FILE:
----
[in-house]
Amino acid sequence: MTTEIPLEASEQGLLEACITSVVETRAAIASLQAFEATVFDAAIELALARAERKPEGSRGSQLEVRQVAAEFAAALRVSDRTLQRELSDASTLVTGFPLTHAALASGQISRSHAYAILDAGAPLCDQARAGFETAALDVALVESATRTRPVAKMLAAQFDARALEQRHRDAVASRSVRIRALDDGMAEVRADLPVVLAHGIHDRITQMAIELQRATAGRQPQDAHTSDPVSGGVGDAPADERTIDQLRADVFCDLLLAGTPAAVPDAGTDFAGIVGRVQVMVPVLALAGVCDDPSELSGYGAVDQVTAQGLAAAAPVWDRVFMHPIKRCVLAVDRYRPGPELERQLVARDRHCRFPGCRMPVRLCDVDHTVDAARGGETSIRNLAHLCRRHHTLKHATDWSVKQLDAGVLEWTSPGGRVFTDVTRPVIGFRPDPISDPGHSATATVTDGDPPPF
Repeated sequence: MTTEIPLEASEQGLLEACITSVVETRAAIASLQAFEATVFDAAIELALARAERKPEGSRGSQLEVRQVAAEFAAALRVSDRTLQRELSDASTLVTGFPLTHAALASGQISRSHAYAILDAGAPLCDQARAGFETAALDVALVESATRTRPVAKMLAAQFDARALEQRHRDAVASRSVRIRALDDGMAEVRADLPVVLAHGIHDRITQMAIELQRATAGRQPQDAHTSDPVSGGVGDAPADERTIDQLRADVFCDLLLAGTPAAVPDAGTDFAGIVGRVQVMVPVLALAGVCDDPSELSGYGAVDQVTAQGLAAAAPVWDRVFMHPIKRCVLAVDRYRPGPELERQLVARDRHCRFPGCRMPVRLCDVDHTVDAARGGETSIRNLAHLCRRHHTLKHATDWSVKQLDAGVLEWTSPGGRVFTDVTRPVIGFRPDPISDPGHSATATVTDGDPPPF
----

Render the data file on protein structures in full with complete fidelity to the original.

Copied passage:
[in-house]
Amino acid sequence: MTTEIPLEASEQGLLEACITSVVETRAAIASLQAFEATVFDAAIELALARAERKPEGSRGSQLEVRQVAAEFAAALRVSDRTLQRELSDASTLVTGFPLTHAALASGQISRSHAYAILDAGAPLCDQARAGFETAALDVALVESATRTRPVAKMLAAQFDARALEQRHRDAVASRSVRIRALDDGMAEVRADLPVVLAHGIHDRITQMAIELQRATAGRQPQDAHTSDPVSGGVGDAPADERTIDQLRADVFCDLLLAGTPAAVPDAGTDFAGIVGRVQVMVPVLALAGVCDDPSELSGYGAVDQVTAQGLAAAAPVWDRVFMHPIKRCVLAVDRYRPGPELERQLVARDRHCRFPGCRMPVRLCDVDHTVDAARGGETSIRNLAHLCRRHHTLKHATDWSVKQLDAGVLEWTSPGGRVFTDVTRPVIGFRPDPISDPGHSATATVTDGDPPPF
Repeated sequence: MTTEIPLEASEQGLLEACITSVVETRAAIASLQAFEATVFDAAIELALARAERKPEGSRGSQLEVRQVAAEFAAALRVSDRTLQRELSDASTLVTGFPLTHAALASGQISRSHAYAILDAGAPLCDQARAGFETAALDVALVESATRTRPVAKMLAAQFDARALEQRHRDAVASRSVRIRALDDGMAEVRADLPVVLAHGIHDRITQMAIELQRATAGRQPQDAHTSDPVSGGVGDAPADERTIDQLRADVFCDLLLAGTPAAVPDAGTDFAGIVGRVQVMVPVLALAGVCDDPSELSGYGAVDQVTAQGLAAAAPVWDRVFMHPIKRCVLAVDRYRPGPELERQLVARDRHCRFPGCRMPVRLCDVDHTVDAARGGETSIRNLAHLCRRHHTLKHATDWSVKQLDAGVLEWTSPGGRVFTDVTRPVIGFRPDPISDPGHSATATVTDGDPPPF